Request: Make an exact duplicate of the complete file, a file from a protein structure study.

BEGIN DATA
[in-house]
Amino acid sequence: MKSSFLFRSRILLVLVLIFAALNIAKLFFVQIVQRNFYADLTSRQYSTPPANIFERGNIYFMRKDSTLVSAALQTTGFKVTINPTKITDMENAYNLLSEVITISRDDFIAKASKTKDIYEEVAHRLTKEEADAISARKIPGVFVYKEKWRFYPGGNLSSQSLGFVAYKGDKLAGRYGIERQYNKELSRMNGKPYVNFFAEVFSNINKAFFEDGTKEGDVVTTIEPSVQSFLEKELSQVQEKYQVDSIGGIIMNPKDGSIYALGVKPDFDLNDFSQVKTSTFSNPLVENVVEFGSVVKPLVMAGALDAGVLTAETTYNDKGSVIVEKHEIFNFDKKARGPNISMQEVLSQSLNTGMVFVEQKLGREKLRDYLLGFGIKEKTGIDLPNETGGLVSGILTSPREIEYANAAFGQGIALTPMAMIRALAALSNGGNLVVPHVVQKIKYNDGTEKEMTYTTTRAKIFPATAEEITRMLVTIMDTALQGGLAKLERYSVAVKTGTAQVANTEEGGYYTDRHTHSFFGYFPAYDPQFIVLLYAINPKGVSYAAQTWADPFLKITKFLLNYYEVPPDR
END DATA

[in-house]
Amino acid sequence: MKSSFLFRSRILLVLVLIFAALNIAKLFFVQIVQRNFYADLTSRQYSTPPANIFERGNIYFMRKDSTLVSAALQTTGFKVTINPTKITDMENAYNLLSEVITISRDDFIAKASKTKDIYEEVAHRLTKEEADAISARKIPGVFVYKEKWRFYPGGNLSSQSLGFVAYKGDKLAGRYGIERQYNKELSRMNGKPYVNFFAEVFSNINKAFFEDGTKEGDVVTTIEPSVQSFLEKELSQVQEKYQVDSIGGIIMNPKDGSIYALGVKPDFDLNDFSQVKTSTFSNPLVENVVEFGSVVKPLVMAGALDAGVLTAETTYNDKGSVIVEKHEIFNFDKKARGPNISMQEVLSQSLNTGMVFVEQKLGREKLRDYLLGFGIKEKTGIDLPNETGGLVSGILTSPREIEYANAAFGQGIALTPMAMIRALAALSNGGNLVVPHVVQKIKYNDGTEKEMTYTTTRAKIFPATAEEITRMLVTIMDTALQGGLAKLERYSVAVKTGTAQVANTEEGGYYTDRHTHSFFGYFPAYDPQFIVLLYAINPKGVSYAAQTWADPFLKITKFLLNYYEVPPDR